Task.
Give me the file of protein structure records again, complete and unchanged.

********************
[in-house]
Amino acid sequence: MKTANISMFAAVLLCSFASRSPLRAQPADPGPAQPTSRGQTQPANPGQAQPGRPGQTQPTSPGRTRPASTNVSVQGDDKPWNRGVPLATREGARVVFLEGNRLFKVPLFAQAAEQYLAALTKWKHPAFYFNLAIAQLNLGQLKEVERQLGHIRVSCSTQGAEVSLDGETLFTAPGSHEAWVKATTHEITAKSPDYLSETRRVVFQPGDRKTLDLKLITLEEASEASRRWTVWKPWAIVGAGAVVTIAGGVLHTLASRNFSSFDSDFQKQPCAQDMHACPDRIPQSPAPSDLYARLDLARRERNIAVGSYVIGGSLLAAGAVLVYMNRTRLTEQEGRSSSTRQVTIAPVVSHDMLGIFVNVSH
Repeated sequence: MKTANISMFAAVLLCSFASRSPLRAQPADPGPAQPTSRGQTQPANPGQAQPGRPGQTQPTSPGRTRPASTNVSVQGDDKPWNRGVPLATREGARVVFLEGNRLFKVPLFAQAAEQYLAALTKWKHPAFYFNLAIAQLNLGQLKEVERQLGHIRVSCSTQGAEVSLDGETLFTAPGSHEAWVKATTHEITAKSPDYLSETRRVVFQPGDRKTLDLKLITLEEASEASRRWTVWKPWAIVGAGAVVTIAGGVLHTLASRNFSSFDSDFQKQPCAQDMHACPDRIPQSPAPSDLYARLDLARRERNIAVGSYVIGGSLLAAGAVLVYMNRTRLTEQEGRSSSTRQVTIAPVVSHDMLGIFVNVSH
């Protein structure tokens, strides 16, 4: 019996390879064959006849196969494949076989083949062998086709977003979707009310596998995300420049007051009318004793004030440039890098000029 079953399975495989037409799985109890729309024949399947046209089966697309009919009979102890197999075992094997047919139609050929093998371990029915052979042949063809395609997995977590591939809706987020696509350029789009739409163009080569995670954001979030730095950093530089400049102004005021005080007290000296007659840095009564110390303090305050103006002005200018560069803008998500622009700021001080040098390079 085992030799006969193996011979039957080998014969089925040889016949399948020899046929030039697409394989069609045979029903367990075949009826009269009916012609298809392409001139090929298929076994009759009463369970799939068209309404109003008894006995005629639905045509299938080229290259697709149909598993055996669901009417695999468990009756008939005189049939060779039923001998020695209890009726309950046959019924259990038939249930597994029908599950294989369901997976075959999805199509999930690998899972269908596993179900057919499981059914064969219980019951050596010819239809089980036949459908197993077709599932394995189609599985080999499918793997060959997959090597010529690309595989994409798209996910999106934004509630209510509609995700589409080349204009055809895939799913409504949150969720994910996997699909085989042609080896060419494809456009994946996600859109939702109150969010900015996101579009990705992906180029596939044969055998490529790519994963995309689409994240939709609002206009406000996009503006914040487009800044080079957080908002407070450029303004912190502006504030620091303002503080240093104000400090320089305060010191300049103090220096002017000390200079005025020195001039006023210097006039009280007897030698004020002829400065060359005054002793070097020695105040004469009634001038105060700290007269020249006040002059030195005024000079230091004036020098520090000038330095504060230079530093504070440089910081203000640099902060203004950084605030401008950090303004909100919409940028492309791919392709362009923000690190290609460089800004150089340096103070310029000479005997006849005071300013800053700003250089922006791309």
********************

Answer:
[in-house]
Amino acid sequence: MKTANISMFAAVLLCSFASRSPLRAQPADPGPAQPTSRGQTQPANPGQAQPGRPGQTQPTSPGRTRPASTNVSVQGDDKPWNRGVPLATREGARVVFLEGNRLFKVPLFAQAAEQYLAALTKWKHPAFYFNLAIAQLNLGQLKEVERQLGHIRVSCSTQGAEVSLDGETLFTAPGSHEAWVKATTHEITAKSPDYLSETRRVVFQPGDRKTLDLKLITLEEASEASRRWTVWKPWAIVGAGAVVTIAGGVLHTLASRNFSSFDSDFQKQPCAQDMHACPDRIPQSPAPSDLYARLDLARRERNIAVGSYVIGGSLLAAGAVLVYMNRTRLTEQEGRSSSTRQVTIAPVVSHDMLGIFVNVSH
Repeated sequence: MKTANISMFAAVLLCSFASRSPLRAQPADPGPAQPTSRGQTQPANPGQAQPGRPGQTQPTSPGRTRPASTNVSVQGDDKPWNRGVPLATREGARVVFLEGNRLFKVPLFAQAAEQYLAALTKWKHPAFYFNLAIAQLNLGQLKEVERQLGHIRVSCSTQGAEVSLDGETLFTAPGSHEAWVKATTHEITAKSPDYLSETRRVVFQPGDRKTLDLKLITLEEASEASRRWTVWKPWAIVGAGAVVTIAGGVLHTLASRNFSSFDSDFQKQPCAQDMHACPDRIPQSPAPSDLYARLDLARRERNIAVGSYVIGGSLLAAGAVLVYMNRTRLTEQEGRSSSTRQVTIAPVVSHDMLGIFVNVSH
């Protein structure tokens, strides 16, 4: 019996390879064959006849196969494949076989083949062998086709977003979707009310596998995300420049007051009318004793004030440039890098000029 079953399975495989037409799985109890729309024949399947046209089966697309009919009979102890197999075992094997047919139609050929093998371990029915052979042949063809395609997995977590591939809706987020696509350029789009739409163009080569995670954001979030730095950093530089400049102004005021005080007290000296007659840095009564110390303090305050103006002005200018560069803008998500622009700021001080040098390079 085992030799006969193996011979039957080998014969089925040889016949399948020899046929030039697409394989069609045979029903367990075949009826009269009916012609298809392409001139090929298929076994009759009463369970799939068209309404109003008894006995005629639905045509299938080229290259697709149909598993055996669901009417695999468990009756008939005189049939060779039923001998020695209890009726309950046959019924259990038939249930597994029908599950294989369901997976075959999805199509999930690998899972269908596993179900057919499981059914064969219980019951050596010819239809089980036949459908197993077709599932394995189609599985080999499918793997060959997959090597010529690309595989994409798209996910999106934004509630209510509609995700589409080349204009055809895939799913409504949150969720994910996997699909085989042609080896060419494809456009994946996600859109939702109150969010900015996101579009990705992906180029596939044969055998490529790519994963995309689409994240939709609002206009406000996009503006914040487009800044080079957080908002407070450029303004912190502006504030620091303002503080240093104000400090320089305060010191300049103090220096002017000390200079005025020195001039006023210097006039009280007897030698004020002829400065060359005054002793070097020695105040004469009634001038105060700290007269020249006040002059030195005024000079230091004036020098520090000038330095504060230079530093504070440089910081203000640099902060203004950084605030401008950090303004909100919409940028492309791919392709362009923000690190290609460089800004150089340096103070310029000479005997006849005071300013800053700003250089922006791309």